That near full agreement may be why this book wasn’t as thrilling for me as I had hoped, simply because having enjoyed his podcast and Young Turks appearances, I always knew what angle he was going to take. He still managed to turn a phrase or insult a powerful scumbag so artistically that I did literally laugh out loud a few times.

I wonder if someone who doesn’t agree with Jimmy Dore’s political views would enjoy this. It’s hard for me to imagine that someone wouldn’t agree with him at least morally, because his stances often to me seem to be just common sense. Then again, doesn’t everyone think that?

There’s a routine he does on his podcast where a celebrity or politician (not the real person, but an impersonator) will call in and Jimmy will lampoon that person’s views simply by asking them questions. It’s a great bit, repeated in the the book that works much better live than in print.

Jimmy does hit out at Republicans and also Democrats, but the chapter on Republicans is nearly twice the size, which makes sense, because while Democrats suck, Republicans suck worse.

I wonder about this book’s broad appeal, but I hope it does well because Jimmy’s views and his comedy deserve to be heard more.

Talking with Creative Impulse Podcast

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Many, many thanks to Lane and Dave and the entire crew at The Creative Impulse podcast. I’m honored and humbled that they felt I was worth listening to. We had a great talk about what we feel makes creativity work and why we should bother. Inspiring stuff. Click the graphic below (or this link) to open a new window and go right to the podcast page where you can listen. Thanks and enjoy!
Go to Creative Impulse Podcast

No One Mentions This About Shooting Rampages

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I can’t stand it when someone shoots up a bunch of people at random. It’s just so senseless. If you’re going to hurt a group of people, at least make sure they deserve it. Like Dallas Cowboys fans. Of course I’m kidding. I don’t want to see Dallas Cowboys fans get shot or even hurt. They’re a part of God’s creation, too. Like mosquitoes.

Speaking of wannabe cowboys, every time these shooting rampages happen, someone who’s watched too many westerns steps up and insists if only someone had a gun, they could have killed the shooter.

Now hold up right there, pard’ner. Do you see the assumption you just made? You’re assuming nobody was armed. How do you know someone wasn’t?

Just for fun, I recently tried some amateur journalism, like they do at Fox News. I contacted some pro- and anti-gun groups and I asked them all the same question: “If a citizen is armed, and a shooter begins a rampage, is the armed citizen legally obligated to return fire?” Just like the girls I knew in high school, they all said no.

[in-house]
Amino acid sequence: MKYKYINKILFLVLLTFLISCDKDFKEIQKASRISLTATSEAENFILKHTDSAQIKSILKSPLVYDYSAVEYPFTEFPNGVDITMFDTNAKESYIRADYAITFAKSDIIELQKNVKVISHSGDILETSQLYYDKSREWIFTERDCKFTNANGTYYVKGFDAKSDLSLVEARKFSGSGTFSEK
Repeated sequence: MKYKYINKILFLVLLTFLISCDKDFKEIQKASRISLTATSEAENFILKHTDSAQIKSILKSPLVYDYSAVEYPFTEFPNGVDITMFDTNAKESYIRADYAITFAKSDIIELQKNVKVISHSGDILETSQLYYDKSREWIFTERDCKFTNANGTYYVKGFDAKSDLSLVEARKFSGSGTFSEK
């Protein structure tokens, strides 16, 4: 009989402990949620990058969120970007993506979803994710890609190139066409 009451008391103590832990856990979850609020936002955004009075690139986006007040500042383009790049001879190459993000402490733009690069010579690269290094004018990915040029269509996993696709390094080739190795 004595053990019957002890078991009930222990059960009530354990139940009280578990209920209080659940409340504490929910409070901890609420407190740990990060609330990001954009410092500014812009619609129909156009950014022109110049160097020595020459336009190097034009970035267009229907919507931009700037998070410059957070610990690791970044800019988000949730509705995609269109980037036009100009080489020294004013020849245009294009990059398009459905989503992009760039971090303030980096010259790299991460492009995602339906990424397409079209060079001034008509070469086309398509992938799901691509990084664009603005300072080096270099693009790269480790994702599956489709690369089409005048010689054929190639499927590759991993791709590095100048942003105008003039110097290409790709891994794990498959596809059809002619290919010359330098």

“If a citizen is armed, and a shooter begins a rampage, is the armed citizen legally obligated to return fire?”

So, maybe someone was present and armed during the rampage, but they didn’t shoot back, because they did what anyone would do. They ran. Booked it. After every one of these rampages, slimy gun companies say, “Hey, buy our product and you won’t die.” You don’t see sneaker companies saying the same thing, but I bet sneakers have played a bigger part in keeping people unshot than guns ever have.

If I’m there with my friends, am I going to return fire or run and make sure my friends gets out? I’m going to run, because that has the added bonus of getting my ass to safety too. A wannabe cowboy says they would abandon their friends and engage the shooter. Yeah right. The same people who flip out when someone scams five bucks off welfare are suddenly going to enter life-and-death combat with a suicidal maniac just to save a bunch of strangers? I don’t think so.

I bet even if every single person was armed at a rampage there’s a good chance no one would shoot back, because of human nature. They’ll all be like, oh someone else will take care of it. That’s why debris can sit in the road for days and everyone just drives around it. Or a computer system goes down at work and no one files an I.T. ticket because everyone is certain someone else already did.

So let’s assume I’m correct and someone has been armed at these rampages but didn’t shoot back. We’ll never know. no one is crazy enough to come forward and admit that: “Yeah I was armed, but I was there with my four-year-old and I wanted to make sure she got to safety, so I didn’t shoot back.” That person would never live in peace again. They’d be called a coward, there would be death threats on their dog at the very least. At the very, very least.

Their life would become a living hell. All because of the supposedly sane people.

(A slightly different version of this totally awesome essay was originally an exclusive contribution to Yahoo! Voices editorial pages in 2013, but since Yahoo! has discontinued that feature, the rights revert back to me. It seems the point here is still very relevant. I hope you found it interesting. Cheers.)